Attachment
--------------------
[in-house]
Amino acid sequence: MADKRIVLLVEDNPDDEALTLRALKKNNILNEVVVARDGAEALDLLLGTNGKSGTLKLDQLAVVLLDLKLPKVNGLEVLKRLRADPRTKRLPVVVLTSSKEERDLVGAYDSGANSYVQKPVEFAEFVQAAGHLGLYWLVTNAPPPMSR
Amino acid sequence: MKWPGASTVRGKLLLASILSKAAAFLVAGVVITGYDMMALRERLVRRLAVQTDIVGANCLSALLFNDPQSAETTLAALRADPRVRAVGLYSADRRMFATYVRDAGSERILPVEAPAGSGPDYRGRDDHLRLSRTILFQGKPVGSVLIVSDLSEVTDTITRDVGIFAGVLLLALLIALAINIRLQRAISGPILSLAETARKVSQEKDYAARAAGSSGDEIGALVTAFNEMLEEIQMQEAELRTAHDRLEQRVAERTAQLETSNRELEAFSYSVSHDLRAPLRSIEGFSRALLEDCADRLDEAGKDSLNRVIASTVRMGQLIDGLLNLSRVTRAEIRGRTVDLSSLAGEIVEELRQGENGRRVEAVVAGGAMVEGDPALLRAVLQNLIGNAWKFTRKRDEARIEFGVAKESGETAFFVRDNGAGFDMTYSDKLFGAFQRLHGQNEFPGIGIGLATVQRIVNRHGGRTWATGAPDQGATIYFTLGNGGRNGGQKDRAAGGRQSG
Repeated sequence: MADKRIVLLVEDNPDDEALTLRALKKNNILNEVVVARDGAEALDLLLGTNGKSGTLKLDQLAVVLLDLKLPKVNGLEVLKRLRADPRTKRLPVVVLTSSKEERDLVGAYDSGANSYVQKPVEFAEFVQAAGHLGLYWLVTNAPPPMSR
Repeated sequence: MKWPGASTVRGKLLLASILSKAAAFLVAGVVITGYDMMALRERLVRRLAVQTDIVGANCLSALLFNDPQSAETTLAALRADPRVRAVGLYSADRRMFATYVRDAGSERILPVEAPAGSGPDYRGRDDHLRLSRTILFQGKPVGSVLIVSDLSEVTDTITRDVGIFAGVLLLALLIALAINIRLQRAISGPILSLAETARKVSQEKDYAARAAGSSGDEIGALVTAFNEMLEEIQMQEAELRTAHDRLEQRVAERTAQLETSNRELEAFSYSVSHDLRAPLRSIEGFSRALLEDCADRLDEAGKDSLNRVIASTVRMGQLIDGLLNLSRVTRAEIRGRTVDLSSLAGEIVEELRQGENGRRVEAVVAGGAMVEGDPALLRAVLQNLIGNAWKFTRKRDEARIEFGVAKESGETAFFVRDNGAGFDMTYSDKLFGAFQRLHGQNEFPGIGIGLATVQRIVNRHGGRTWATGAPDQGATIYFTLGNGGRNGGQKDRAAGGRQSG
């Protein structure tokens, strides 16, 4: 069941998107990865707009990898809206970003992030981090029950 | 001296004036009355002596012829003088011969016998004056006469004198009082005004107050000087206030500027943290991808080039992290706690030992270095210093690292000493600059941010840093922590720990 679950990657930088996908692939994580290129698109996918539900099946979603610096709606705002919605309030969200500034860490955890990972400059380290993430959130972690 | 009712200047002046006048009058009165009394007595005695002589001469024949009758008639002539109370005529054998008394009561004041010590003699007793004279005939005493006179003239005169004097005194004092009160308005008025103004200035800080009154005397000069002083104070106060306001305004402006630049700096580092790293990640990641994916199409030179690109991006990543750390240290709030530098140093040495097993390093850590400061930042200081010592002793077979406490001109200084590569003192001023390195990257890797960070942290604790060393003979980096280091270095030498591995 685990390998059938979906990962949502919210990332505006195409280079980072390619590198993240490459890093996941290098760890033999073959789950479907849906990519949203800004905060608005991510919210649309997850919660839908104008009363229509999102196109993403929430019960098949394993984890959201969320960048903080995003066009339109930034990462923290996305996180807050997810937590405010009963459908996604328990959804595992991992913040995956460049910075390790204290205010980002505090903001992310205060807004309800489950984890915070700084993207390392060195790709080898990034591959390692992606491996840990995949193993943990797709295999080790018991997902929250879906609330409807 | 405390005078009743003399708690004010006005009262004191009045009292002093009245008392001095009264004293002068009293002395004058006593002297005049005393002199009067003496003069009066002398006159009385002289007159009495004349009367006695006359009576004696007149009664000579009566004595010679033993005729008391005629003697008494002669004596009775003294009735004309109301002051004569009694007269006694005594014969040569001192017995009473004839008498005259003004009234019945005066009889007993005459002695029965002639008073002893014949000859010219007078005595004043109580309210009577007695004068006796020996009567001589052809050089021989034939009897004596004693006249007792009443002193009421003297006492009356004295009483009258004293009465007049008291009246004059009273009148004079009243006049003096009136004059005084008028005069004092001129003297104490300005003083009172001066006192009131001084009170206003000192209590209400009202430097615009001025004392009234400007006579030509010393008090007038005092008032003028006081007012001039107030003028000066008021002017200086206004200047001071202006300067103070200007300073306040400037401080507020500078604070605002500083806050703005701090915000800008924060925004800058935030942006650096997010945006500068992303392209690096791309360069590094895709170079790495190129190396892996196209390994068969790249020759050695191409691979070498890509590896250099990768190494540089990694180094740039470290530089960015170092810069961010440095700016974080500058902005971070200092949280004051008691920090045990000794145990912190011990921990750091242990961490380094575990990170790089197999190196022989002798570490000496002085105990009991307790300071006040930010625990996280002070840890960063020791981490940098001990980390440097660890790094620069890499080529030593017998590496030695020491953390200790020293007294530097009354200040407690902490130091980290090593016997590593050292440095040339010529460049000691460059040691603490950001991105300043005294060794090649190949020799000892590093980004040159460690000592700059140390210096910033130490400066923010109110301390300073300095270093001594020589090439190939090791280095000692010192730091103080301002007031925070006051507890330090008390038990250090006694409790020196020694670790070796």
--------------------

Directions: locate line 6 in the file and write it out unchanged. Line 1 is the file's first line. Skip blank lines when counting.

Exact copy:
């Protein structure tokens, strides 16, 4: 069941998107990865707009990898809206970003992030981090029950 | 001296004036009355002596012829003088011969016998004056006469004198009082005004107050000087206030500027943290991808080039992290706690030992270095210093690292000493600059941010840093922590720990 679950990657930088996908692939994580290129698109996918539900099946979603610096709606705002919605309030969200500034860490955890990972400059380290993430959130972690 | 009712200047002046006048009058009165009394007595005695002589001469024949009758008639002539109370005529054998008394009561004041010590003699007793004279005939005493006179003239005169004097005194004092009160308005008025103004200035800080009154005397000069002083104070106060306001305004402006630049700096580092790293990640990641994916199409030179690109991006990543750390240290709030530098140093040495097993390093850590400061930042200081010592002793077979406490001109200084590569003192001023390195990257890797960070942290604790060393003979980096280091270095030498591995 685990390998059938979906990962949502919210990332505006195409280079980072390619590198993240490459890093996941290098760890033999073959789950479907849906990519949203800004905060608005991510919210649309997850919660839908104008009363229509999102196109993403929430019960098949394993984890959201969320960048903080995003066009339109930034990462923290996305996180807050997810937590405010009963459908996604328990959804595992991992913040995956460049910075390790204290205010980002505090903001992310205060807004309800489950984890915070700084993207390392060195790709080898990034591959390692992606491996840990995949193993943990797709295999080790018991997902929250879906609330409807 | 405390005078009743003399708690004010006005009262004191009045009292002093009245008392001095009264004293002068009293002395004058006593002297005049005393002199009067003496003069009066002398006159009385002289007159009495004349009367006695006359009576004696007149009664000579009566004595010679033993005729008391005629003697008494002669004596009775003294009735004309109301002051004569009694007269006694005594014969040569001192017995009473004839008498005259003004009234019945005066009889007993005459002695029965002639008073002893014949000859010219007078005595004043109580309210009577007695004068006796020996009567001589052809050089021989034939009897004596004693006249007792009443002193009421003297006492009356004295009483009258004293009465007049008291009246004059009273009148004079009243006049003096009136004059005084008028005069004092001129003297104490300005003083009172001066006192009131001084009170206003000192209590209400009202430097615009001025004392009234400007006579030509010393008090007038005092008032003028006081007012001039107030003028000066008021002017200086206004200047001071202006300067103070200007300073306040400037401080507020500078604070605002500083806050703005701090915000800008924060925004800058935030942006650096997010945006500068992303392209690096791309360069590094895709170079790495190129190396892996196209390994068969790249020759050695191409691979070498890509590896250099990768190494540089990694180094740039470290530089960015170092810069961010440095700016974080500058902005971070200092949280004051008691920090045990000794145990912190011990921990750091242990961490380094575990990170790089197999190196022989002798570490000496002085105990009991307790300071006040930010625990996280002070840890960063020791981490940098001990980390440097660890790094620069890499080529030593017998590496030695020491953390200790020293007294530097009354200040407690902490130091980290090593016997590593050292440095040339010529460049000691460059040691603490950001991105300043005294060794090649190949020799000892590093980004040159460690000592700059140390210096910033130490400066923010109110301390300073300095270093001594020589090439190939090791280095000692010192730091103080301002007031925070006051507890330090008390038990250090006694409790020196020694670790070796």